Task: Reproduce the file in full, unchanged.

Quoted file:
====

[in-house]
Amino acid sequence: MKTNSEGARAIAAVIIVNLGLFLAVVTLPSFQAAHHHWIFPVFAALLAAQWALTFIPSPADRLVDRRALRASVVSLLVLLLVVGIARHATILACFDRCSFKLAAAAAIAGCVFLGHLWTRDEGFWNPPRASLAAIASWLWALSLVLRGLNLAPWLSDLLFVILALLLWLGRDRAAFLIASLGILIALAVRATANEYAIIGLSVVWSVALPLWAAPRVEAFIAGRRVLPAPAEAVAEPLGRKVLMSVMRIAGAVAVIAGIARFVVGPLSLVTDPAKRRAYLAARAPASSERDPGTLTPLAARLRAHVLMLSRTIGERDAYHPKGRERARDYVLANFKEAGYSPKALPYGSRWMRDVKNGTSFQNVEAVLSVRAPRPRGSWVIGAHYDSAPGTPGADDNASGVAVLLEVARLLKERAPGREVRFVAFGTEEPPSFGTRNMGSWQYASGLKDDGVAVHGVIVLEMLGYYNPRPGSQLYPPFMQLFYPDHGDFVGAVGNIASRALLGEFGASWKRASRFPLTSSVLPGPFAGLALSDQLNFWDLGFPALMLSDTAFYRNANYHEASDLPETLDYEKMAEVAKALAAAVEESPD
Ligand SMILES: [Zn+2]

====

[in-house]
Amino acid sequence: MKTNSEGARAIAAVIIVNLGLFLAVVTLPSFQAAHHHWIFPVFAALLAAQWALTFIPSPADRLVDRRALRASVVSLLVLLLVVGIARHATILACFDRCSFKLAAAAAIAGCVFLGHLWTRDEGFWNPPRASLAAIASWLWALSLVLRGLNLAPWLSDLLFVILALLLWLGRDRAAFLIASLGILIALAVRATANEYAIIGLSVVWSVALPLWAAPRVEAFIAGRRVLPAPAEAVAEPLGRKVLMSVMRIAGAVAVIAGIARFVVGPLSLVTDPAKRRAYLAARAPASSERDPGTLTPLAARLRAHVLMLSRTIGERDAYHPKGRERARDYVLANFKEAGYSPKALPYGSRWMRDVKNGTSFQNVEAVLSVRAPRPRGSWVIGAHYDSAPGTPGADDNASGVAVLLEVARLLKERAPGREVRFVAFGTEEPPSFGTRNMGSWQYASGLKDDGVAVHGVIVLEMLGYYNPRPGSQLYPPFMQLFYPDHGDFVGAVGNIASRALLGEFGASWKRASRFPLTSSVLPGPFAGLALSDQLNFWDLGFPALMLSDTAFYRNANYHEASDLPETLDYEKMAEVAKALAAAVEESPD
Ligand SMILES: [Zn+2]